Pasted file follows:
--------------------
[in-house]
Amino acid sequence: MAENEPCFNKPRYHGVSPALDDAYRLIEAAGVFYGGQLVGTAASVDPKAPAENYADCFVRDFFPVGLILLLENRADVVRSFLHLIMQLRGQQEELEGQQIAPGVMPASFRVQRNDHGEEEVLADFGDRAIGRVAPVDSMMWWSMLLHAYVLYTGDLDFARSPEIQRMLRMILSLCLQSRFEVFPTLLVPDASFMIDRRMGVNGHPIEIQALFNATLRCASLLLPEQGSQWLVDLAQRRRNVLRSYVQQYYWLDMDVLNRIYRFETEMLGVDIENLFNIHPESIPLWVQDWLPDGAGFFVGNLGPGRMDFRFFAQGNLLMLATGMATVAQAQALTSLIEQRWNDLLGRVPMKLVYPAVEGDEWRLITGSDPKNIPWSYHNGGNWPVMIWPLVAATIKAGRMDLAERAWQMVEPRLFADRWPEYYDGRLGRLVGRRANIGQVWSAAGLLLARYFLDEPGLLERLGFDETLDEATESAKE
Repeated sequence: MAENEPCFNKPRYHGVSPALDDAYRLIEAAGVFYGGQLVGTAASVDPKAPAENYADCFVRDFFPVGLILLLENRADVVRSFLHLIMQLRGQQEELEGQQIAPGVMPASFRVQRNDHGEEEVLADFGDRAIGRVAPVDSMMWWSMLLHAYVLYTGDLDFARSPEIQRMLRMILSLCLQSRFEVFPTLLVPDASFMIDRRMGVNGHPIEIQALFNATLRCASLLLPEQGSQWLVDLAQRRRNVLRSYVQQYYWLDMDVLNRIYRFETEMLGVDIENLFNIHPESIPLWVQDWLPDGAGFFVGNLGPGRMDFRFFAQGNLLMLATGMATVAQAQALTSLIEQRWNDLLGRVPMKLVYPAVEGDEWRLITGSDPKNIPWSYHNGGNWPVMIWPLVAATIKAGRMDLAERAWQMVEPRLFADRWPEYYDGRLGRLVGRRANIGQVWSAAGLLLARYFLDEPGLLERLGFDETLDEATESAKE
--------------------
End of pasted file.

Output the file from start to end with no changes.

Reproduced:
[in-house]
Amino acid sequence: MAENEPCFNKPRYHGVSPALDDAYRLIEAAGVFYGGQLVGTAASVDPKAPAENYADCFVRDFFPVGLILLLENRADVVRSFLHLIMQLRGQQEELEGQQIAPGVMPASFRVQRNDHGEEEVLADFGDRAIGRVAPVDSMMWWSMLLHAYVLYTGDLDFARSPEIQRMLRMILSLCLQSRFEVFPTLLVPDASFMIDRRMGVNGHPIEIQALFNATLRCASLLLPEQGSQWLVDLAQRRRNVLRSYVQQYYWLDMDVLNRIYRFETEMLGVDIENLFNIHPESIPLWVQDWLPDGAGFFVGNLGPGRMDFRFFAQGNLLMLATGMATVAQAQALTSLIEQRWNDLLGRVPMKLVYPAVEGDEWRLITGSDPKNIPWSYHNGGNWPVMIWPLVAATIKAGRMDLAERAWQMVEPRLFADRWPEYYDGRLGRLVGRRANIGQVWSAAGLLLARYFLDEPGLLERLGFDETLDEATESAKE
Repeated sequence: MAENEPCFNKPRYHGVSPALDDAYRLIEAAGVFYGGQLVGTAASVDPKAPAENYADCFVRDFFPVGLILLLENRADVVRSFLHLIMQLRGQQEELEGQQIAPGVMPASFRVQRNDHGEEEVLADFGDRAIGRVAPVDSMMWWSMLLHAYVLYTGDLDFARSPEIQRMLRMILSLCLQSRFEVFPTLLVPDASFMIDRRMGVNGHPIEIQALFNATLRCASLLLPEQGSQWLVDLAQRRRNVLRSYVQQYYWLDMDVLNRIYRFETEMLGVDIENLFNIHPESIPLWVQDWLPDGAGFFVGNLGPGRMDFRFFAQGNLLMLATGMATVAQAQALTSLIEQRWNDLLGRVPMKLVYPAVEGDEWRLITGSDPKNIPWSYHNGGNWPVMIWPLVAATIKAGRMDLAERAWQMVEPRLFADRWPEYYDGRLGRLVGRRANIGQVWSAAGLLLARYFLDEPGLLERLGFDETLDEATESAKE